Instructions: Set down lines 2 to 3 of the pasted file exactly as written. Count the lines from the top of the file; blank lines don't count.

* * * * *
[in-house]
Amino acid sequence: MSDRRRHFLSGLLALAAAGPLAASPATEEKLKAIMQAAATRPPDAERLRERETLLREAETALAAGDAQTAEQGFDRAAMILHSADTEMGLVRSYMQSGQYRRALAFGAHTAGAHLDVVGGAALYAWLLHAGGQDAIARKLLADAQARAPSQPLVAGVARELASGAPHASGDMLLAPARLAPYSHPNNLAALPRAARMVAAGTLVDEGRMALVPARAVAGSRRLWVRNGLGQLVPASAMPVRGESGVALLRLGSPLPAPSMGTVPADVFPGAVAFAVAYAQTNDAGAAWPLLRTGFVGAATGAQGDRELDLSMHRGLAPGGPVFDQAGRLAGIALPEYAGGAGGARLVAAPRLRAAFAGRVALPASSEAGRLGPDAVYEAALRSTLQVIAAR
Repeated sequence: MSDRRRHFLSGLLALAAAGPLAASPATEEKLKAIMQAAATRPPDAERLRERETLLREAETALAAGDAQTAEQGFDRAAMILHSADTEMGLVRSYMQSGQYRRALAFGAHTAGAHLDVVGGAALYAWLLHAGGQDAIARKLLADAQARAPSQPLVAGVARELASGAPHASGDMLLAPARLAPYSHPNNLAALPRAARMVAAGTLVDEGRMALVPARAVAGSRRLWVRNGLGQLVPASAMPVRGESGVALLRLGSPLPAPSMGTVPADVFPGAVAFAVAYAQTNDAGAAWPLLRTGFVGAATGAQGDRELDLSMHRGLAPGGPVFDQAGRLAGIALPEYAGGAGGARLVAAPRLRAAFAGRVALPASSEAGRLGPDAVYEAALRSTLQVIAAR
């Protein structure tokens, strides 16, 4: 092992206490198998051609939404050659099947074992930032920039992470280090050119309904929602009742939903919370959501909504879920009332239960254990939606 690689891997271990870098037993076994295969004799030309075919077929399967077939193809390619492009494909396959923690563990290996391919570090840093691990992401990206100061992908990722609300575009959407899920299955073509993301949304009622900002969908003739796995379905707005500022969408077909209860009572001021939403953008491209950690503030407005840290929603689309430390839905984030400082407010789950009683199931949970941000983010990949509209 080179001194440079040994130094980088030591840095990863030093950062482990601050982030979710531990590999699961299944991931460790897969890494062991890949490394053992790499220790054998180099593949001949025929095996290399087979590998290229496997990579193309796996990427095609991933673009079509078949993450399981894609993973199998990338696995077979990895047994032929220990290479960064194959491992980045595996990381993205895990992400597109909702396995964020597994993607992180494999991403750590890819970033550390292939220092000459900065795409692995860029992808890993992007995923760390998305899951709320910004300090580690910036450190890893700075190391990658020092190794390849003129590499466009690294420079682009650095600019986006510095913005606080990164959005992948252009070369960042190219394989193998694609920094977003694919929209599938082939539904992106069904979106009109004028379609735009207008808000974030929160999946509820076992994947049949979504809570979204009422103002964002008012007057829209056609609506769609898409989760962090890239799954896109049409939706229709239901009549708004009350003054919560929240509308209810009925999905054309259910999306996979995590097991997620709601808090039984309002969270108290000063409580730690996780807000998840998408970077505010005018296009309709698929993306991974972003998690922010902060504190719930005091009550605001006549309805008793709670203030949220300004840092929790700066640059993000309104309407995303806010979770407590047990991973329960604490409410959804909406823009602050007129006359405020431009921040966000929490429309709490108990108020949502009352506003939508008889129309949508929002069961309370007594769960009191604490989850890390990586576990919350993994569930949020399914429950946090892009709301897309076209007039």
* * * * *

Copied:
Amino acid sequence: MSDRRRHFLSGLLALAAAGPLAASPATEEKLKAIMQAAATRPPDAERLRERETLLREAETALAAGDAQTAEQGFDRAAMILHSADTEMGLVRSYMQSGQYRRALAFGAHTAGAHLDVVGGAALYAWLLHAGGQDAIARKLLADAQARAPSQPLVAGVARELASGAPHASGDMLLAPARLAPYSHPNNLAALPRAARMVAAGTLVDEGRMALVPARAVAGSRRLWVRNGLGQLVPASAMPVRGESGVALLRLGSPLPAPSMGTVPADVFPGAVAFAVAYAQTNDAGAAWPLLRTGFVGAATGAQGDRELDLSMHRGLAPGGPVFDQAGRLAGIALPEYAGGAGGARLVAAPRLRAAFAGRVALPASSEAGRLGPDAVYEAALRSTLQVIAAR
Repeated sequence: MSDRRRHFLSGLLALAAAGPLAASPATEEKLKAIMQAAATRPPDAERLRERETLLREAETALAAGDAQTAEQGFDRAAMILHSADTEMGLVRSYMQSGQYRRALAFGAHTAGAHLDVVGGAALYAWLLHAGGQDAIARKLLADAQARAPSQPLVAGVARELASGAPHASGDMLLAPARLAPYSHPNNLAALPRAARMVAAGTLVDEGRMALVPARAVAGSRRLWVRNGLGQLVPASAMPVRGESGVALLRLGSPLPAPSMGTVPADVFPGAVAFAVAYAQTNDAGAAWPLLRTGFVGAATGAQGDRELDLSMHRGLAPGGPVFDQAGRLAGIALPEYAGGAGGARLVAAPRLRAAFAGRVALPASSEAGRLGPDAVYEAALRSTLQVIAAR